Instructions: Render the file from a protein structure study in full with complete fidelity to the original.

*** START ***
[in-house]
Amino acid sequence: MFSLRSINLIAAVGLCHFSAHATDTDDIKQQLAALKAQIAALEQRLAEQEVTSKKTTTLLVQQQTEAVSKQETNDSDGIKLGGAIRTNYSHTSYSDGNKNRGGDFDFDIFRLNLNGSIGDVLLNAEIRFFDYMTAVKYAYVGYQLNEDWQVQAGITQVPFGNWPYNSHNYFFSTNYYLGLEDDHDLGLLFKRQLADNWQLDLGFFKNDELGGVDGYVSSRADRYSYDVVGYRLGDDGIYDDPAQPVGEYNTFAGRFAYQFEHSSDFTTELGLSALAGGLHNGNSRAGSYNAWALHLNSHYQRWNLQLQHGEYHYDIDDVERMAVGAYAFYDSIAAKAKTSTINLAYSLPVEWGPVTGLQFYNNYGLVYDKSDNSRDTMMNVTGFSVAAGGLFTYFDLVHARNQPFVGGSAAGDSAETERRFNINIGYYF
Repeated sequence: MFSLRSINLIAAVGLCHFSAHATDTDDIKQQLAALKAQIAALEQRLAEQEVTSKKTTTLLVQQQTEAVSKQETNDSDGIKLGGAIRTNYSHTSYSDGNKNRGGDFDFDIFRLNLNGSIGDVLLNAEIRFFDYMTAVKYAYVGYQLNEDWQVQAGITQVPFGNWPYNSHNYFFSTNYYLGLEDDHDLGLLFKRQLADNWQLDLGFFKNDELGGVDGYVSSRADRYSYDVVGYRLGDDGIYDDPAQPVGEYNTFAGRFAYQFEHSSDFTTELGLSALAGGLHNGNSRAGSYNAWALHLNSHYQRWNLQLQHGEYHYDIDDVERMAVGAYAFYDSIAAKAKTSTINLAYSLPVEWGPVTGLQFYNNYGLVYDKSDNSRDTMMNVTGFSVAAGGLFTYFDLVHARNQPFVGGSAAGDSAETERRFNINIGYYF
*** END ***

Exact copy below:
[in-house]
Amino acid sequence: MFSLRSINLIAAVGLCHFSAHATDTDDIKQQLAALKAQIAALEQRLAEQEVTSKKTTTLLVQQQTEAVSKQETNDSDGIKLGGAIRTNYSHTSYSDGNKNRGGDFDFDIFRLNLNGSIGDVLLNAEIRFFDYMTAVKYAYVGYQLNEDWQVQAGITQVPFGNWPYNSHNYFFSTNYYLGLEDDHDLGLLFKRQLADNWQLDLGFFKNDELGGVDGYVSSRADRYSYDVVGYRLGDDGIYDDPAQPVGEYNTFAGRFAYQFEHSSDFTTELGLSALAGGLHNGNSRAGSYNAWALHLNSHYQRWNLQLQHGEYHYDIDDVERMAVGAYAFYDSIAAKAKTSTINLAYSLPVEWGPVTGLQFYNNYGLVYDKSDNSRDTMMNVTGFSVAAGGLFTYFDLVHARNQPFVGGSAAGDSAETERRFNINIGYYF
Repeated sequence: MFSLRSINLIAAVGLCHFSAHATDTDDIKQQLAALKAQIAALEQRLAEQEVTSKKTTTLLVQQQTEAVSKQETNDSDGIKLGGAIRTNYSHTSYSDGNKNRGGDFDFDIFRLNLNGSIGDVLLNAEIRFFDYMTAVKYAYVGYQLNEDWQVQAGITQVPFGNWPYNSHNYFFSTNYYLGLEDDHDLGLLFKRQLADNWQLDLGFFKNDELGGVDGYVSSRADRYSYDVVGYRLGDDGIYDDPAQPVGEYNTFAGRFAYQFEHSSDFTTELGLSALAGGLHNGNSRAGSYNAWALHLNSHYQRWNLQLQHGEYHYDIDDVERMAVGAYAFYDSIAAKAKTSTINLAYSLPVEWGPVTGLQFYNNYGLVYDKSDNSRDTMMNVTGFSVAAGGLFTYFDLVHARNQPFVGGSAAGDSAETERRFNINIGYYF